The empirically derived parameters of the Epinucleus Removal Setting and its simultaneous linear control of vacuum, aspiration flow, and torsional tip motion slows the rate of acquisition and aspiration of softer nuclear material and gives the surgeon enough time and material over that time to centralize and further aspirate it. The control feedback sensation experienced by the surgeon is exactly the same as that experienced in irrigation/aspiration during cortex removal, so it might be thought of as “phaco-assisted I/A”. If the name was available to choose in the machine’s software, it could be labeled as “Soft Quadrant Removal” ahead of a “Normal Quadrant Removal”. Or, since it is basically a reduction in the speed of acquisition and aspiration, it could be better labeled as “Slow Quadrant Removal” ahead of “Normal Quadrant Removal”. Or it could be “First Gear” and “Second Gear” since it is analogous to using the first gear of an automobile to slowly pull away from the curb and then shift to second gear to build up speed and move along faster. Its intuitive nature can be seen through the scrub technicians’ behavior. As they watch the video monitor, they can usually anticipate when I will want to shift gears and they have their finger on the remote control ready to shift on command.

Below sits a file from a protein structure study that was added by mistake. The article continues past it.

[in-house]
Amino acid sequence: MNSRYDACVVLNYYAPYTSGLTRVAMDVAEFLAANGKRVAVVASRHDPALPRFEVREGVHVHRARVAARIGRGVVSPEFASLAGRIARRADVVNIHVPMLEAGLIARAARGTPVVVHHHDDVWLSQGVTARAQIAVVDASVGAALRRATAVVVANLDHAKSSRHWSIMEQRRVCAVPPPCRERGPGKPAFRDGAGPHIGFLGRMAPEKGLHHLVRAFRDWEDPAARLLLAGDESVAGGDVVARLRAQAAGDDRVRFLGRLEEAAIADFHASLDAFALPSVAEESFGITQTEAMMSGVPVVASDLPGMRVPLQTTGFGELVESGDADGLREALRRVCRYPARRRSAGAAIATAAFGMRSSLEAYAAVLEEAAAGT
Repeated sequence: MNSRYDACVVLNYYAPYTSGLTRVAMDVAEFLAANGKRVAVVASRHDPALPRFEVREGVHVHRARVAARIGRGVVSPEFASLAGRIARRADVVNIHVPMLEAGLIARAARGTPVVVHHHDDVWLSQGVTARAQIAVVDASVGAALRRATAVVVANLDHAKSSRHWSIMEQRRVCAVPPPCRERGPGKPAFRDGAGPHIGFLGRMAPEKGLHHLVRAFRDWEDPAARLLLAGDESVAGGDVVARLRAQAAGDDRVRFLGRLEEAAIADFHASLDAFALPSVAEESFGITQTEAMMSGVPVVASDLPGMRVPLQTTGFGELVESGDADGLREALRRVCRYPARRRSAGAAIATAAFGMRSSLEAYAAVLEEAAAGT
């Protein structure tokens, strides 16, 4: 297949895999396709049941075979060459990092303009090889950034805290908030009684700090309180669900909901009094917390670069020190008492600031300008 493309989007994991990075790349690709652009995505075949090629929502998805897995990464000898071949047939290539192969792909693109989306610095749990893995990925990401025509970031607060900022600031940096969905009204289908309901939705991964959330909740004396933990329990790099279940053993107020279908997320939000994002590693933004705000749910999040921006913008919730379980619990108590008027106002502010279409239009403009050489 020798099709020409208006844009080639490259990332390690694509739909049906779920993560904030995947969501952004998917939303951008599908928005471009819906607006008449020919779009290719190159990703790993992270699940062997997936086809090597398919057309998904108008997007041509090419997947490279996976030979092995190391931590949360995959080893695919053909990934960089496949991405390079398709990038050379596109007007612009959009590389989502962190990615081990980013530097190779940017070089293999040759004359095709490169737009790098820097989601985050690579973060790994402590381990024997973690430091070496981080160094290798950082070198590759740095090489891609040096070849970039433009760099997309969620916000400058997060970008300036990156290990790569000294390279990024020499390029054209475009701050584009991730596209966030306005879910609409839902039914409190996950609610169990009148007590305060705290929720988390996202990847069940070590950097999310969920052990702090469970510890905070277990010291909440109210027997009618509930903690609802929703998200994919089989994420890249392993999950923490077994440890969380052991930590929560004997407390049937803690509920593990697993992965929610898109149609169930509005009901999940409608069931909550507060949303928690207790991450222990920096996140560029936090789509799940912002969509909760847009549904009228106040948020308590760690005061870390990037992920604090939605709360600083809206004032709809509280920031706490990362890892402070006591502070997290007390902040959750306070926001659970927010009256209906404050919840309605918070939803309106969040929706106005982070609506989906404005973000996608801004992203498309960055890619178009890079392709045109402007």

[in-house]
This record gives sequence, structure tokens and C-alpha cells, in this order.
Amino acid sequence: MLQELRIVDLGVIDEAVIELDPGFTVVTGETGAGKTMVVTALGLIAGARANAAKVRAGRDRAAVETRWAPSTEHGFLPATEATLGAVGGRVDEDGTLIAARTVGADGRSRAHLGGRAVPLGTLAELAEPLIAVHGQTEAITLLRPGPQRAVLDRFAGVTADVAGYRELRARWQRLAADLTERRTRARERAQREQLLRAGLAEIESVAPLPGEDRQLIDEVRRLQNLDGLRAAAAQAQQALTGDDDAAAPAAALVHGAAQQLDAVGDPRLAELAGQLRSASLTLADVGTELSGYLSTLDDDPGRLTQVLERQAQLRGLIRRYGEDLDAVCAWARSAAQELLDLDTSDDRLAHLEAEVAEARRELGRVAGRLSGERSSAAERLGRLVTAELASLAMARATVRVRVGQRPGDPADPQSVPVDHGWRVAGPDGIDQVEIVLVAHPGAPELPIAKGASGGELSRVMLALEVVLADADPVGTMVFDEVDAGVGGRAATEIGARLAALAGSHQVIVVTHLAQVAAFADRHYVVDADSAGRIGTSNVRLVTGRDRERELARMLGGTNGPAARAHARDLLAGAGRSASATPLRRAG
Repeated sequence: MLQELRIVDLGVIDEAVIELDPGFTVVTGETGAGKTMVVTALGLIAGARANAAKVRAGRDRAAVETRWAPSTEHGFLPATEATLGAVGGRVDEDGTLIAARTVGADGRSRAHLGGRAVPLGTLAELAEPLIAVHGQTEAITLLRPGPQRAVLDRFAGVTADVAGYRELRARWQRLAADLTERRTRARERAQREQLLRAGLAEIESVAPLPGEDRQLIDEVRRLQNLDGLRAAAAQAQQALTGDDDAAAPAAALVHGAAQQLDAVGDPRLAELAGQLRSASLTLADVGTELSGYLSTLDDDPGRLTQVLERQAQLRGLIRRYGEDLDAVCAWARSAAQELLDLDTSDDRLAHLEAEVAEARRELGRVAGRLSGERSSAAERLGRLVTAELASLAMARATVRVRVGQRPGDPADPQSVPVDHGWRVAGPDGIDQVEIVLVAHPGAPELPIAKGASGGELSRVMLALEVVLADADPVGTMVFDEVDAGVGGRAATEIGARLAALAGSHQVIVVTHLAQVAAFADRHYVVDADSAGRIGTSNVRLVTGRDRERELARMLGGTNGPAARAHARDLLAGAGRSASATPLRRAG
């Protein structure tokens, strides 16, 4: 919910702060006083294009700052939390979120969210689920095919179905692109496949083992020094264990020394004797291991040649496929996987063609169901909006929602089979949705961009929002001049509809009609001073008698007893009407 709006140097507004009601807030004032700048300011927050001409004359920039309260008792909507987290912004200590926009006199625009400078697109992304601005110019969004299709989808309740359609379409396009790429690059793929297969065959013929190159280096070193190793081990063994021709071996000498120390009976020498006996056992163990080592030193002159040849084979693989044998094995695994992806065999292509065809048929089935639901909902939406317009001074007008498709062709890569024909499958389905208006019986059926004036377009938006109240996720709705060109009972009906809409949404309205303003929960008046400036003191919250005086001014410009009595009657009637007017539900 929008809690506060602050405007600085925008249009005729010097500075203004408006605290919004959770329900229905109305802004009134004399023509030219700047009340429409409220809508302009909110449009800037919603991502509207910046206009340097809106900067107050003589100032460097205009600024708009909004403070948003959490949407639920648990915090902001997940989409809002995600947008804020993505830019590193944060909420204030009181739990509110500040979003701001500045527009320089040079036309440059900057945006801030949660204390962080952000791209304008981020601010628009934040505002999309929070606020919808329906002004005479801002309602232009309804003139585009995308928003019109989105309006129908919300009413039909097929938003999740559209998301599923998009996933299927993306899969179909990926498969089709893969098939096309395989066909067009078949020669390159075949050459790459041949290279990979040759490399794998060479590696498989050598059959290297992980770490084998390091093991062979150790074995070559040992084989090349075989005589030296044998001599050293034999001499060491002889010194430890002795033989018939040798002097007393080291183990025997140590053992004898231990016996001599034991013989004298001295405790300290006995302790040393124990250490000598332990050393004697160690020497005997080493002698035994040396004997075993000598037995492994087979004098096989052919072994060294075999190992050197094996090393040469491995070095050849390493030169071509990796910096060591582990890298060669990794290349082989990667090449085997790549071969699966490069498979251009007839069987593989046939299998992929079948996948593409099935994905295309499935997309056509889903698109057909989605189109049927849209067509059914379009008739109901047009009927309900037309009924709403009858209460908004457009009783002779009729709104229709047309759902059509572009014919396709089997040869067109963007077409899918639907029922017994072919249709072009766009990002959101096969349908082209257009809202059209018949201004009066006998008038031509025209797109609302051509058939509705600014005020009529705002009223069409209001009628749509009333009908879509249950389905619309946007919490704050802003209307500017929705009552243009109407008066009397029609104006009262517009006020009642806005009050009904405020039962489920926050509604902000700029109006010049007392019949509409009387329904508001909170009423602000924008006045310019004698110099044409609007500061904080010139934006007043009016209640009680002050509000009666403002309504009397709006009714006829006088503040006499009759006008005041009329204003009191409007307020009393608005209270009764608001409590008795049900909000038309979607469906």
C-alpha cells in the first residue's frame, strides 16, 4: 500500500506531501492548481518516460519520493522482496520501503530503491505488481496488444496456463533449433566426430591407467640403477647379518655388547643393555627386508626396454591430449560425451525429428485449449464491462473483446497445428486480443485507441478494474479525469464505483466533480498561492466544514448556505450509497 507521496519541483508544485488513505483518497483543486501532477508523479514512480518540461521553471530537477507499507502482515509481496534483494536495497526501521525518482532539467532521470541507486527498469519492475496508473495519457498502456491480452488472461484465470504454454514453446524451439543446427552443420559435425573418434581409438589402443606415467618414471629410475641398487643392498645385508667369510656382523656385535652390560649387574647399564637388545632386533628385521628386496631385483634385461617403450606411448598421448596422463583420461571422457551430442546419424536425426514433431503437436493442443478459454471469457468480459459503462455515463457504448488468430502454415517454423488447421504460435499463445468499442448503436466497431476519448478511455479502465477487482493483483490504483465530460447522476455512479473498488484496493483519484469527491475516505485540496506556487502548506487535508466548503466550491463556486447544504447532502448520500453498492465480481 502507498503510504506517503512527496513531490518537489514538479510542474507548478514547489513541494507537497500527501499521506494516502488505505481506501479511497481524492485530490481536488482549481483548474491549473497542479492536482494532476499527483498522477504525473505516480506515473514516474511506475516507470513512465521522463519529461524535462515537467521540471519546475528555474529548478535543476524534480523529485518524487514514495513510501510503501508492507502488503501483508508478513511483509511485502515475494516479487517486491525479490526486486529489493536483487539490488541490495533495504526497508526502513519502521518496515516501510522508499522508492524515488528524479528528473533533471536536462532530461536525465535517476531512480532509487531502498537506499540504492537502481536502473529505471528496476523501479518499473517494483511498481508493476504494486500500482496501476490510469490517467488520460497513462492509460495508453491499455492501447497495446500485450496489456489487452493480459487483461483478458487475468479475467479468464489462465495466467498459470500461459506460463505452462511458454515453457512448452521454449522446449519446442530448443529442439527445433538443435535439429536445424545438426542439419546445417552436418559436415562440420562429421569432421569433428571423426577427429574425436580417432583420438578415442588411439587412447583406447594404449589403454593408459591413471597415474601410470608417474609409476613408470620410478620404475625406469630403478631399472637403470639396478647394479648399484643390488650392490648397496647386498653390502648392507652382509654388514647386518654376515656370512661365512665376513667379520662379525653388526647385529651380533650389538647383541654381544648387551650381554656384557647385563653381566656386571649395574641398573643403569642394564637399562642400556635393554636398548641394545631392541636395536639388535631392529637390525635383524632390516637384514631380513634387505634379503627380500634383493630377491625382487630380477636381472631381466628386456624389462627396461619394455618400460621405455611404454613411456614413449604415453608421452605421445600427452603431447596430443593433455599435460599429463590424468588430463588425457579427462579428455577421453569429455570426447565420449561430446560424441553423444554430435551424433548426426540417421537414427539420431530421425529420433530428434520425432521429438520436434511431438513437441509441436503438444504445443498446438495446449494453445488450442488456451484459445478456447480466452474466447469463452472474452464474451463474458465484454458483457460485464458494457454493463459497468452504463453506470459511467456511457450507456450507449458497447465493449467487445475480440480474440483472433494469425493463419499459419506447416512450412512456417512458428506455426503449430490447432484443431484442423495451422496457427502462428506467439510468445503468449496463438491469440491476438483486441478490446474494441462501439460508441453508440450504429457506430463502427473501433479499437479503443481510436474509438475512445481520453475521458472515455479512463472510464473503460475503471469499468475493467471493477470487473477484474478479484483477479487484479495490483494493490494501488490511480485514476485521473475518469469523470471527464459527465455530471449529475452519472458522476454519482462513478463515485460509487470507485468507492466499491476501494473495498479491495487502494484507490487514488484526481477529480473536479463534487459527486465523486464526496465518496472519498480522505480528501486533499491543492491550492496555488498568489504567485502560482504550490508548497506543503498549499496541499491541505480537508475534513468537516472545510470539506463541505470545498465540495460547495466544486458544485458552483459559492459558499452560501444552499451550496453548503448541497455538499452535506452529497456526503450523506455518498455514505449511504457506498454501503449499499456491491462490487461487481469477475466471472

Regardless of the setting name, we have instantaneous flexibility within the procedure step toolbar so that we can toggle back and forth instantly and almost automatically between these two speeds. We can shift between them at any point in the quadrant removal process, depending on the speed we want to achieve given the quadrant’s texture, size, and proximity to the capsule. It can be especially useful for the manipulation and aspiration of the fourth quadrant when the protective physical buffering effect of the other quadrants is no longer available.